Motorbikes 'obliterating' tracks says environmentalist
An environmentalist is calling for motorbikes to be banned from all off-road tracks on the Isle of Man.
Richard Crowhurst, from the IOM Woodland Trust, said: "The Millennium Way has survived for 4,000 years and now it's being utterly obliterated."
Thousands of riders visit every year to use the tracks because scrambling is banned in many areas of the UK.
But Mr Crowhurst said that once the heathland was wrecked it could take hundreds of years to grow back.
'Four lane motorway'
He added: "Riding bikes along our green ways is not something that can be accepted anymore, the level of damage is unsustainable."
There are some 117km of unsurfaced road on the island of which 24km are upland trails.
The most sensitive tracks are closed in the winter months but are due to re-open in April.
"The bikes go up onto the hills in large numbers, around 50 at a time and create large ruts in the ground. As more bikes use the path the damage spreads onto the heath and uplands," Mr Crowhurst said.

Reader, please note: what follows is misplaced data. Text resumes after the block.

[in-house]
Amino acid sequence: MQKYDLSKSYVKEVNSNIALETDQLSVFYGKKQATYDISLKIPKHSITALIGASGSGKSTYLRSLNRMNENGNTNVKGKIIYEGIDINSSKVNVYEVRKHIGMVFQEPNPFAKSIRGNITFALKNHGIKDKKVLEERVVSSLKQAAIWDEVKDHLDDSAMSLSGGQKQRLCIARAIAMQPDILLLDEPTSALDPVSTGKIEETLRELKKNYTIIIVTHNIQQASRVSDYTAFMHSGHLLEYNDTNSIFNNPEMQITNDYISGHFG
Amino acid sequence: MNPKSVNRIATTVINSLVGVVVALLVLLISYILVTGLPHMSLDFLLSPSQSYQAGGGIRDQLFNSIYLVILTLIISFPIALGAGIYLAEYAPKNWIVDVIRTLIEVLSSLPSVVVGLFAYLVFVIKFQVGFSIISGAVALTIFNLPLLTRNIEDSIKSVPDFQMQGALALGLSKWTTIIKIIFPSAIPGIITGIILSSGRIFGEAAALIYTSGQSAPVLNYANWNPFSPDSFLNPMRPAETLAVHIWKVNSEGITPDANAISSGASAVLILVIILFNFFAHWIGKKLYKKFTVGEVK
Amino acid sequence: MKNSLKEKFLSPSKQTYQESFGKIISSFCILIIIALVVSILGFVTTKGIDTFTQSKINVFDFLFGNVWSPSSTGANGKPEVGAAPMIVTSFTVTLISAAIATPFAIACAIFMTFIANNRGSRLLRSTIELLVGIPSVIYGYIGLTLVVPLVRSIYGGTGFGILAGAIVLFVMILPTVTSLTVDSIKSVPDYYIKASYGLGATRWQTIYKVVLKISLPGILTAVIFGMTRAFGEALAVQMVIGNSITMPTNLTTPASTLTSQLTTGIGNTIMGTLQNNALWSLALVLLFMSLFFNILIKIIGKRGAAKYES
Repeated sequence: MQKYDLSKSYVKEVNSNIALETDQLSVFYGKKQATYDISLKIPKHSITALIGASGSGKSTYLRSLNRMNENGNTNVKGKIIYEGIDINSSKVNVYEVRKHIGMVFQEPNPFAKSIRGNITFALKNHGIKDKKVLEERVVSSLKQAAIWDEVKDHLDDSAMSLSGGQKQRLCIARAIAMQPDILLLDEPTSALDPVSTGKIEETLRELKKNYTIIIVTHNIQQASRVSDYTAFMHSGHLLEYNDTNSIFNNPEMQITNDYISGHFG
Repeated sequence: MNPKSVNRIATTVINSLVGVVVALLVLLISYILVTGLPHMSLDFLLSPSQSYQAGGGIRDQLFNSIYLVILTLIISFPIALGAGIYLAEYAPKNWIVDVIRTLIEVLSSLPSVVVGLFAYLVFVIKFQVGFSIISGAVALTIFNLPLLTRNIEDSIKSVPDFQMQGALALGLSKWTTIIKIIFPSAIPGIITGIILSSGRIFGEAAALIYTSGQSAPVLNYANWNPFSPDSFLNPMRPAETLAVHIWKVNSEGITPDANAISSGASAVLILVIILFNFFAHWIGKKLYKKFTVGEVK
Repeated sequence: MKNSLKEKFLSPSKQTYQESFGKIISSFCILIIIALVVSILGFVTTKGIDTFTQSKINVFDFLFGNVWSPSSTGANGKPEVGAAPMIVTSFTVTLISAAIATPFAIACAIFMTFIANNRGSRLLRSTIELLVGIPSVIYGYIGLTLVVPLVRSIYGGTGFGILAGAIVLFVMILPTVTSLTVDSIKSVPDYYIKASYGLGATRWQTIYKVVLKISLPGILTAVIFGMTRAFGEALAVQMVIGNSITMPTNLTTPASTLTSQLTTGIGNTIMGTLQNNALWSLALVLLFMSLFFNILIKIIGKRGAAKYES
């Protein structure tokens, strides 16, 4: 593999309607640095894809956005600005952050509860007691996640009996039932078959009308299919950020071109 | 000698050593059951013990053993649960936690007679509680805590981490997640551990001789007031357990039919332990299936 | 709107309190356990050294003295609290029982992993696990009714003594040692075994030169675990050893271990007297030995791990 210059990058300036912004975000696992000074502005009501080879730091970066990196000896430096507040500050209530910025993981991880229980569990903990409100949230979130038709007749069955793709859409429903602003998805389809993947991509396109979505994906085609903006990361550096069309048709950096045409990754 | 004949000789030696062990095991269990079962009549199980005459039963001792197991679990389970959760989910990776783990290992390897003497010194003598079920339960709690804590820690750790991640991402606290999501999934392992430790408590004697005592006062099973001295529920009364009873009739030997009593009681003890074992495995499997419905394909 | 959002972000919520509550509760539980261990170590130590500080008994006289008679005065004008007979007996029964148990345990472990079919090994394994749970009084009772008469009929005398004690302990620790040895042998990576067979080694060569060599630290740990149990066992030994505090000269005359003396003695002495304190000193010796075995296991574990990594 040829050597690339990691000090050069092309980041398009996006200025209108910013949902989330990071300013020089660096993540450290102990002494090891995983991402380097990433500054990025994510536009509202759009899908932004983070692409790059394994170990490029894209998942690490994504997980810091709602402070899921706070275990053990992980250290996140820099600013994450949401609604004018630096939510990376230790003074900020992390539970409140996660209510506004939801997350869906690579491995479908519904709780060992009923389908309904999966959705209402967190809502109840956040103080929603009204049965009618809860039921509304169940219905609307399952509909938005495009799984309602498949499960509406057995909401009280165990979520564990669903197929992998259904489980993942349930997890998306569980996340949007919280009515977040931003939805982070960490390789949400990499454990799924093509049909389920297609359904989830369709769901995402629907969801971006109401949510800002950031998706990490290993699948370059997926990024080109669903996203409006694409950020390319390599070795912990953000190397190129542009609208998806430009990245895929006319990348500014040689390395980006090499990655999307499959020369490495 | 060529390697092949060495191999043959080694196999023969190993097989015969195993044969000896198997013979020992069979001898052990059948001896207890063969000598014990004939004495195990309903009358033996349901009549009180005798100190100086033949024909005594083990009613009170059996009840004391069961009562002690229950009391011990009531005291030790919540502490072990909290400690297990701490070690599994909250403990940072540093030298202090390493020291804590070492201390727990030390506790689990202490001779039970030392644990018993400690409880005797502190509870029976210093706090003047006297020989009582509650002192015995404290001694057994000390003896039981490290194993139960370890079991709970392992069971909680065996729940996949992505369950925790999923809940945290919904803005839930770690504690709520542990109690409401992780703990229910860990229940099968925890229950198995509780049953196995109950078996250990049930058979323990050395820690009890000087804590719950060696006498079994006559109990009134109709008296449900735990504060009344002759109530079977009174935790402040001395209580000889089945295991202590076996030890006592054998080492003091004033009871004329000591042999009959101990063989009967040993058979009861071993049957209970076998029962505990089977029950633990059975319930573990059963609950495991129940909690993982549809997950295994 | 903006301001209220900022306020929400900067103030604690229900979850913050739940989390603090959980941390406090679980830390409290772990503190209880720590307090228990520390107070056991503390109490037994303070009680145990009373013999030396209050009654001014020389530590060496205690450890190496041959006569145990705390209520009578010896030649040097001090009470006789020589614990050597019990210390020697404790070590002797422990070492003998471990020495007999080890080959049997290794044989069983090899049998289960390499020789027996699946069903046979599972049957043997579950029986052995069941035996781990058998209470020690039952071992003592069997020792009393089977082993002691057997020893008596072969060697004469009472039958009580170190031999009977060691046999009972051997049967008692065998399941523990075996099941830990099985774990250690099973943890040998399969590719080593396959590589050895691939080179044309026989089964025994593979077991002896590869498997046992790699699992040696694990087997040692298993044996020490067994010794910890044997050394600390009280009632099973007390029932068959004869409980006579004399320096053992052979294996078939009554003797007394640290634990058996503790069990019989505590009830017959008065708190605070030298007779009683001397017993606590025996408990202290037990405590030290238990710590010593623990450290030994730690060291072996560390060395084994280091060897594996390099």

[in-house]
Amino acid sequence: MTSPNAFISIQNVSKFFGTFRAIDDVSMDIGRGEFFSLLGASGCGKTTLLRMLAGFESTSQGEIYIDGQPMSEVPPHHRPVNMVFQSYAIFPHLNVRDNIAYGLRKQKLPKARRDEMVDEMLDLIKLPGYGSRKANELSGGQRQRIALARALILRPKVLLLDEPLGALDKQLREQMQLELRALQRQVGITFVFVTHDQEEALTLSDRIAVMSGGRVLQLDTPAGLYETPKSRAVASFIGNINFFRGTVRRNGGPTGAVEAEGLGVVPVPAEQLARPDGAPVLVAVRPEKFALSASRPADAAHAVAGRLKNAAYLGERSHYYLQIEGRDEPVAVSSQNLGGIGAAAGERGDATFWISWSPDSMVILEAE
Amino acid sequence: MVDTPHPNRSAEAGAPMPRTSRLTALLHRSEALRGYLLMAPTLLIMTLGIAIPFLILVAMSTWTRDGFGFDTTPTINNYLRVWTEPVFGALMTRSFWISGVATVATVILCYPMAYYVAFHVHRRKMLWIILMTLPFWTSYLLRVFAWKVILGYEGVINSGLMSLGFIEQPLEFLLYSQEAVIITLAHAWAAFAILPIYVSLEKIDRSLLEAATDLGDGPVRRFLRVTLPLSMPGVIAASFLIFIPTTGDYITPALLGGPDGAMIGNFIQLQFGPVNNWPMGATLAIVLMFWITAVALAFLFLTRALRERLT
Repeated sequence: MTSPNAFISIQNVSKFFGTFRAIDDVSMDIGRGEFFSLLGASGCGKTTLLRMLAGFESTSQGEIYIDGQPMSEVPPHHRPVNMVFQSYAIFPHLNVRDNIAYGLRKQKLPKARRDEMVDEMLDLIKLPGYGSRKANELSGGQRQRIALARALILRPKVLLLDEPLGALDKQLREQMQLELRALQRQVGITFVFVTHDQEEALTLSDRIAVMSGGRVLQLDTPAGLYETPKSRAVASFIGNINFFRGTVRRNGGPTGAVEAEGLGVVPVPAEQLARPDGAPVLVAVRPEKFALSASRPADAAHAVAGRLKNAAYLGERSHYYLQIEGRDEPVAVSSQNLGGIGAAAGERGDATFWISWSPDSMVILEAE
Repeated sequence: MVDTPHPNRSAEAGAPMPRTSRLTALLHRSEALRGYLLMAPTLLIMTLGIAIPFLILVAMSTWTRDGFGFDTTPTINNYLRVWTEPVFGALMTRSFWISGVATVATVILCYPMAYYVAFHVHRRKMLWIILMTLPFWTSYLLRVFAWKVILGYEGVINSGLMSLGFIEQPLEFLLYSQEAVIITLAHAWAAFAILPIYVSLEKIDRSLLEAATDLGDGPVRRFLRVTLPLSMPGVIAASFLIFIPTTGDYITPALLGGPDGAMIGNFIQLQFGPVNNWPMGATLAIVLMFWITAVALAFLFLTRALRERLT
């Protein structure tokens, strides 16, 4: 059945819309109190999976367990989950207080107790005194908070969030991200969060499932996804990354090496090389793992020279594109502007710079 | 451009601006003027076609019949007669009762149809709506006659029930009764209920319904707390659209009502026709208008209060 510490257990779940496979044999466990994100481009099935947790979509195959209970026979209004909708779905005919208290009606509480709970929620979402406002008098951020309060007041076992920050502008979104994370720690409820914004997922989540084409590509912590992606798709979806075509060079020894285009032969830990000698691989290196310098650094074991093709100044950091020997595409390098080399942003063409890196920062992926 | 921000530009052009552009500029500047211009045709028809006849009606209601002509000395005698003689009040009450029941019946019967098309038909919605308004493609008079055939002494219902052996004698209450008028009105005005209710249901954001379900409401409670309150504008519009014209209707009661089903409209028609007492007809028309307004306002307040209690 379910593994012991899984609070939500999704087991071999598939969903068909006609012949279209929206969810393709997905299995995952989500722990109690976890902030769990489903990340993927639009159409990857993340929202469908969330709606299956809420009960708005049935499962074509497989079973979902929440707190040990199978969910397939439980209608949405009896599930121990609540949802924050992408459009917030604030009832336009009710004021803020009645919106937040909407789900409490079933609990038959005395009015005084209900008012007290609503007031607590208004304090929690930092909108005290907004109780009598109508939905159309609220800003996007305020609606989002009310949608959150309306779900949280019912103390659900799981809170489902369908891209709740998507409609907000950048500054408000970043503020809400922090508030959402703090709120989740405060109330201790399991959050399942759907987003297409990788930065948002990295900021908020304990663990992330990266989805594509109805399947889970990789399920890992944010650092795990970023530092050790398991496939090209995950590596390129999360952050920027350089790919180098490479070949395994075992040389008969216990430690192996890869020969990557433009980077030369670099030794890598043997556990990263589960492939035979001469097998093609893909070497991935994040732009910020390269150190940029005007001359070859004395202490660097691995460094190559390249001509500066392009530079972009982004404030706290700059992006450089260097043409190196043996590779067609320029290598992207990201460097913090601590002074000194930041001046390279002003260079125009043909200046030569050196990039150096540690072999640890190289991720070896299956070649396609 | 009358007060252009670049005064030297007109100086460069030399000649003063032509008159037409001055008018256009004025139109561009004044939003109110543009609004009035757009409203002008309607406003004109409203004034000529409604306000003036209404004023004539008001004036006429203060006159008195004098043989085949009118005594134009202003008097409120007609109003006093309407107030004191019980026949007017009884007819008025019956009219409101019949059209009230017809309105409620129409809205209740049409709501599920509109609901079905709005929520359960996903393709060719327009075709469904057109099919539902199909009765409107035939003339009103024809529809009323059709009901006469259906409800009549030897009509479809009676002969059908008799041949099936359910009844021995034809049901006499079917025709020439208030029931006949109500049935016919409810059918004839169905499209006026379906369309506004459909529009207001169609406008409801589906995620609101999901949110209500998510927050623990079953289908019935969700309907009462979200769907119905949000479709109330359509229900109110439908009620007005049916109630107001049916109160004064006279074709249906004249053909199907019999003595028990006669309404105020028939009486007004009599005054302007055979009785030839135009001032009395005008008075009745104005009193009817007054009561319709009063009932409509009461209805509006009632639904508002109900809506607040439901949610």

Campaigners say that one track south of Sky Hill has a strip of damage as wide as a four-lane motorway.
Motorcycle groups say the scale of the damage has been blown out of proportion.
Stephen Collins, from the Southern Motorcycle Club, said: "We only have 20 miles of upland tracks that we can ride on. That's a tiny amount of tracks compared to the number of footpaths open to walkers.
"If you ban motorbikes then you'd have to ban walkers too because they also damage and erode the mountain paths," he added.
"We are a motorcycling nation and these tracks are part of our heritage."
Motorcycle groups say they would welcome tracks being fenced to minimise the spread of damage, and are willing to help with repairs.
The Manx Government has spent £200,000 on repairing upland tracks over the last four years and has earmarked another £40,000 for work this year.
Phil Gawne, Minister for Infrastructure, said: "All bikers who use upland tracks need to know if damaged areas continue to grow then we could have to introduce prolonged closures."